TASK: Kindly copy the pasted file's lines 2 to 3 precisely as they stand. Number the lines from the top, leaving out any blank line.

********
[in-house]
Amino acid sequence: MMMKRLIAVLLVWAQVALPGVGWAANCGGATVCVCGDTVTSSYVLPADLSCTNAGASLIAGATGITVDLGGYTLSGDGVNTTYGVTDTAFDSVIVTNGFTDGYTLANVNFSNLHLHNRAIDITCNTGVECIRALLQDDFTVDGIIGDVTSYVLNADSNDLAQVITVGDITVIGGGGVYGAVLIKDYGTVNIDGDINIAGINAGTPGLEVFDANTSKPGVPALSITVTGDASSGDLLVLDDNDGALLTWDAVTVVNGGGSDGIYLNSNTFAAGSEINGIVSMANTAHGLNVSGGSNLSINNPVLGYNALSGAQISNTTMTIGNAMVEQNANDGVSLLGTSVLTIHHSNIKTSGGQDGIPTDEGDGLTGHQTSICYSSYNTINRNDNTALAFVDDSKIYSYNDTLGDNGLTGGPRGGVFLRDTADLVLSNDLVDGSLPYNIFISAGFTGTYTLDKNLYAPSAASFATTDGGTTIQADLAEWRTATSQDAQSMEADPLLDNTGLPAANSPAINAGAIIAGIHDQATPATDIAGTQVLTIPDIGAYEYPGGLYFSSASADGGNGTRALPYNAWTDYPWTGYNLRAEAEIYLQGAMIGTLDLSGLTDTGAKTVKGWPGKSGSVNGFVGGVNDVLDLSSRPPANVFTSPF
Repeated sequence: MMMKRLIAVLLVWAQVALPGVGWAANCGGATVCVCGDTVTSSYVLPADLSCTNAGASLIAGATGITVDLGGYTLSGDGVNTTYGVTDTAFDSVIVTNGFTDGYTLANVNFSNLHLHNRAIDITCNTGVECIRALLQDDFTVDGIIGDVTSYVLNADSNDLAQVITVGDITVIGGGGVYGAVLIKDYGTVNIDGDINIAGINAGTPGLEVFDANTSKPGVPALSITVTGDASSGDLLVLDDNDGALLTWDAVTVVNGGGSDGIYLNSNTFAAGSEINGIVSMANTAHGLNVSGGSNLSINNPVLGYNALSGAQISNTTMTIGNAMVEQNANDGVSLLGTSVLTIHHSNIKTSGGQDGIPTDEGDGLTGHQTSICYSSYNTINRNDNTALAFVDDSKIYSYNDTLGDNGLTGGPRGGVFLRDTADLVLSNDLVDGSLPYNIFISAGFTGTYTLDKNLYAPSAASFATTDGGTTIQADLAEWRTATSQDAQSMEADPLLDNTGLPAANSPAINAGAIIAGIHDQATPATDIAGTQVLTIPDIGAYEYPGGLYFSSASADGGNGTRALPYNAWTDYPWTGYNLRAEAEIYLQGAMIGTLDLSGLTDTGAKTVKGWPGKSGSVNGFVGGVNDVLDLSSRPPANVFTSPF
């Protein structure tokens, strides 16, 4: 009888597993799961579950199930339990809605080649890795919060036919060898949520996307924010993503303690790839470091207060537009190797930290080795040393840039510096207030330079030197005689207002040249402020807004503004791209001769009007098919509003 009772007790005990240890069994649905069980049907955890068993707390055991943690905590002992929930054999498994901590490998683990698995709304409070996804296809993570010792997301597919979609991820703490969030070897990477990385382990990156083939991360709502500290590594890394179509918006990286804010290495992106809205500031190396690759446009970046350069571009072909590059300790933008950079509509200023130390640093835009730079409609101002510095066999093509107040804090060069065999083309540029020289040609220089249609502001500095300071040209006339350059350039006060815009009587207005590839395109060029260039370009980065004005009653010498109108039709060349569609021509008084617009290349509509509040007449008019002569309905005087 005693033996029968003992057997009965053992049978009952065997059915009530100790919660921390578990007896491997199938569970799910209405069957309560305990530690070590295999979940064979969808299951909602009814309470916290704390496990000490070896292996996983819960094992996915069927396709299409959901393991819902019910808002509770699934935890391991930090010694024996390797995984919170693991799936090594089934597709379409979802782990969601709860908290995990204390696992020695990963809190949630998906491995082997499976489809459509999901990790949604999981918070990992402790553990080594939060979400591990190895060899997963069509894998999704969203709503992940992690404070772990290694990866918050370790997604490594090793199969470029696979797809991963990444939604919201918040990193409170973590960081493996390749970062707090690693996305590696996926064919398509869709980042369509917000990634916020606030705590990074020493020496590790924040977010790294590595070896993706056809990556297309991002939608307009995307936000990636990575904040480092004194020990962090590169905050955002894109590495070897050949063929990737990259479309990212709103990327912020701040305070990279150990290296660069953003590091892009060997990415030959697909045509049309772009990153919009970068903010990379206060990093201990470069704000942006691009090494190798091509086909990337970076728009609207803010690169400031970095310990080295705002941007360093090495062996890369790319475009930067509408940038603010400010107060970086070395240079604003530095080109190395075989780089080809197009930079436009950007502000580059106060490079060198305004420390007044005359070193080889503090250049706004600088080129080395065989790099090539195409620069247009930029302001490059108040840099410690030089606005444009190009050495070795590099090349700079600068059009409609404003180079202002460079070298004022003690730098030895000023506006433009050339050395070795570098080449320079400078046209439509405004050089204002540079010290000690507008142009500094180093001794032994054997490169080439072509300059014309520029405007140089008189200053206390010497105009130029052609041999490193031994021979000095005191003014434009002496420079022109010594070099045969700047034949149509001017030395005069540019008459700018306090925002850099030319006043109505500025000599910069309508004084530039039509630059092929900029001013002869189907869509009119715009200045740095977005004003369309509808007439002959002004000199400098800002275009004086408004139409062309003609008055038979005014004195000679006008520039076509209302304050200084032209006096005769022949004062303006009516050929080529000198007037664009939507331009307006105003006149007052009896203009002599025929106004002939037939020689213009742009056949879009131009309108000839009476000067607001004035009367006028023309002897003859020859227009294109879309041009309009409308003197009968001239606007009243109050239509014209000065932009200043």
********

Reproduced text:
Amino acid sequence: MMMKRLIAVLLVWAQVALPGVGWAANCGGATVCVCGDTVTSSYVLPADLSCTNAGASLIAGATGITVDLGGYTLSGDGVNTTYGVTDTAFDSVIVTNGFTDGYTLANVNFSNLHLHNRAIDITCNTGVECIRALLQDDFTVDGIIGDVTSYVLNADSNDLAQVITVGDITVIGGGGVYGAVLIKDYGTVNIDGDINIAGINAGTPGLEVFDANTSKPGVPALSITVTGDASSGDLLVLDDNDGALLTWDAVTVVNGGGSDGIYLNSNTFAAGSEINGIVSMANTAHGLNVSGGSNLSINNPVLGYNALSGAQISNTTMTIGNAMVEQNANDGVSLLGTSVLTIHHSNIKTSGGQDGIPTDEGDGLTGHQTSICYSSYNTINRNDNTALAFVDDSKIYSYNDTLGDNGLTGGPRGGVFLRDTADLVLSNDLVDGSLPYNIFISAGFTGTYTLDKNLYAPSAASFATTDGGTTIQADLAEWRTATSQDAQSMEADPLLDNTGLPAANSPAINAGAIIAGIHDQATPATDIAGTQVLTIPDIGAYEYPGGLYFSSASADGGNGTRALPYNAWTDYPWTGYNLRAEAEIYLQGAMIGTLDLSGLTDTGAKTVKGWPGKSGSVNGFVGGVNDVLDLSSRPPANVFTSPF
Repeated sequence: MMMKRLIAVLLVWAQVALPGVGWAANCGGATVCVCGDTVTSSYVLPADLSCTNAGASLIAGATGITVDLGGYTLSGDGVNTTYGVTDTAFDSVIVTNGFTDGYTLANVNFSNLHLHNRAIDITCNTGVECIRALLQDDFTVDGIIGDVTSYVLNADSNDLAQVITVGDITVIGGGGVYGAVLIKDYGTVNIDGDINIAGINAGTPGLEVFDANTSKPGVPALSITVTGDASSGDLLVLDDNDGALLTWDAVTVVNGGGSDGIYLNSNTFAAGSEINGIVSMANTAHGLNVSGGSNLSINNPVLGYNALSGAQISNTTMTIGNAMVEQNANDGVSLLGTSVLTIHHSNIKTSGGQDGIPTDEGDGLTGHQTSICYSSYNTINRNDNTALAFVDDSKIYSYNDTLGDNGLTGGPRGGVFLRDTADLVLSNDLVDGSLPYNIFISAGFTGTYTLDKNLYAPSAASFATTDGGTTIQADLAEWRTATSQDAQSMEADPLLDNTGLPAANSPAINAGAIIAGIHDQATPATDIAGTQVLTIPDIGAYEYPGGLYFSSASADGGNGTRALPYNAWTDYPWTGYNLRAEAEIYLQGAMIGTLDLSGLTDTGAKTVKGWPGKSGSVNGFVGGVNDVLDLSSRPPANVFTSPF